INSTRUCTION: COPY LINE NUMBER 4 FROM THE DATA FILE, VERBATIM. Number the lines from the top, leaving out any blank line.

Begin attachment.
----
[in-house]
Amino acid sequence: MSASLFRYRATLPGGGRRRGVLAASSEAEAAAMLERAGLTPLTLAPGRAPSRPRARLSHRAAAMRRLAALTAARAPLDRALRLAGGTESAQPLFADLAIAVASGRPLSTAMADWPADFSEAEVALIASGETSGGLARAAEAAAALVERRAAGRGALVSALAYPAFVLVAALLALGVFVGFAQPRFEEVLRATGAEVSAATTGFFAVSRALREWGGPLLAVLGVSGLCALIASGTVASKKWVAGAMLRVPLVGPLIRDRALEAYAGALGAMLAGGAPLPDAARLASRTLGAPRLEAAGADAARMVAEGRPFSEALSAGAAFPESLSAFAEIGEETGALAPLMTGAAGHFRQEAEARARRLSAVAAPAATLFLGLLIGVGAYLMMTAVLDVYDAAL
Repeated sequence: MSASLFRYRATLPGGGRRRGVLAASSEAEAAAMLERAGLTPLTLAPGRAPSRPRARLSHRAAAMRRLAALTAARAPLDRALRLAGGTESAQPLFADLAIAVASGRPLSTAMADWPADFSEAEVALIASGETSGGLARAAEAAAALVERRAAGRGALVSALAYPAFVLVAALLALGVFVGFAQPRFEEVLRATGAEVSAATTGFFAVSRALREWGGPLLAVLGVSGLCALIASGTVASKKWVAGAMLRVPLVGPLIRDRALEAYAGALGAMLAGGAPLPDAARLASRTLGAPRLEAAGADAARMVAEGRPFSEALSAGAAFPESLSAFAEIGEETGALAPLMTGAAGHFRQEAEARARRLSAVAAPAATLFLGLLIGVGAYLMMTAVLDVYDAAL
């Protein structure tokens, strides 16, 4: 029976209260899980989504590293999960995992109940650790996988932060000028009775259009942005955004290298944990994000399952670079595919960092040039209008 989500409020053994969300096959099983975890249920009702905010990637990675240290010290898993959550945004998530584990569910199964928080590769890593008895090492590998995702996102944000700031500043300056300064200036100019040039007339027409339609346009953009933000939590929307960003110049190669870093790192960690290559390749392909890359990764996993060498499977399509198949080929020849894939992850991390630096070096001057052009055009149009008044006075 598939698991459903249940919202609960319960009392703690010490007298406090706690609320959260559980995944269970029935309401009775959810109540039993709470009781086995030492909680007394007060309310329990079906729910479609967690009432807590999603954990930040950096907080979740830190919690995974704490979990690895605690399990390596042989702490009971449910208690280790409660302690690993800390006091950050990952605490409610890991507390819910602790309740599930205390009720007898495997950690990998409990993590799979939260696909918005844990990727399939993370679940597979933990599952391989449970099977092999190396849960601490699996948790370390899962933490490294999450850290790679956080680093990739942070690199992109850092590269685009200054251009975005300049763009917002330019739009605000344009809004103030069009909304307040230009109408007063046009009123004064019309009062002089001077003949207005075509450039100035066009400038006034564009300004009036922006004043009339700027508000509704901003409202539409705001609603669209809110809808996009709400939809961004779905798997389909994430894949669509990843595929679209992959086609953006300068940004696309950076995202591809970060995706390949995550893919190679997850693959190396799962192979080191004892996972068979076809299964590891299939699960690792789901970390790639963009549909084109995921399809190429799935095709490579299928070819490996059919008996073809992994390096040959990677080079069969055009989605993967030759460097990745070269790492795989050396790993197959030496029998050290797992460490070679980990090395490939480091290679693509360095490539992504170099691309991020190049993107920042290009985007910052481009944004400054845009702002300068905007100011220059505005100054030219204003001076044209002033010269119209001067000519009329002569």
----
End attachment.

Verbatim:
């Protein structure tokens, strides 16, 4: 029976209260899980989504590293999960995992109940650790996988932060000028009775259009942005955004290298944990994000399952670079595919960092040039209008 989500409020053994969300096959099983975890249920009702905010990637990675240290010290898993959550945004998530584990569910199964928080590769890593008895090492590998995702996102944000700031500043300056300064200036100019040039007339027409339609346009953009933000939590929307960003110049190669870093790192960690290559390749392909890359990764996993060498499977399509198949080929020849894939992850991390630096070096001057052009055009149009008044006075 598939698991459903249940919202609960319960009392703690010490007298406090706690609320959260559980995944269970029935309401009775959810109540039993709470009781086995030492909680007394007060309310329990079906729910479609967690009432807590999603954990930040950096907080979740830190919690995974704490979990690895605690399990390596042989702490009971449910208690280790409660302690690993800390006091950050990952605490409610890991507390819910602790309740599930205390009720007898495997950690990998409990993590799979939260696909918005844990990727399939993370679940597979933990599952391989449970099977092999190396849960601490699996948790370390899962933490490294999450850290790679956080680093990739942070690199992109850092590269685009200054251009975005300049763009917002330019739009605000344009809004103030069009909304307040230009109408007063046009009123004064019309009062002089001077003949207005075509450039100035066009400038006034564009300004009036922006004043009339700027508000509704901003409202539409705001609603669209809110809808996009709400939809961004779905798997389909994430894949669509990843595929679209992959086609953006300068940004696309950076995202591809970060995706390949995550893919190679997850693959190396799962192979080191004892996972068979076809299964590891299939699960690792789901970390790639963009549909084109995921399809190429799935095709490579299928070819490996059919008996073809992994390096040959990677080079069969055009989605993967030759460097990745070269790492795989050396790993197959030496029998050290797992460490070679980990090395490939480091290679693509360095490539992504170099691309991020190049993107920042290009985007910052481009944004400054845009702002300068905007100011220059505005100054030219204003001076044209002033010269119209001067000519009329002569």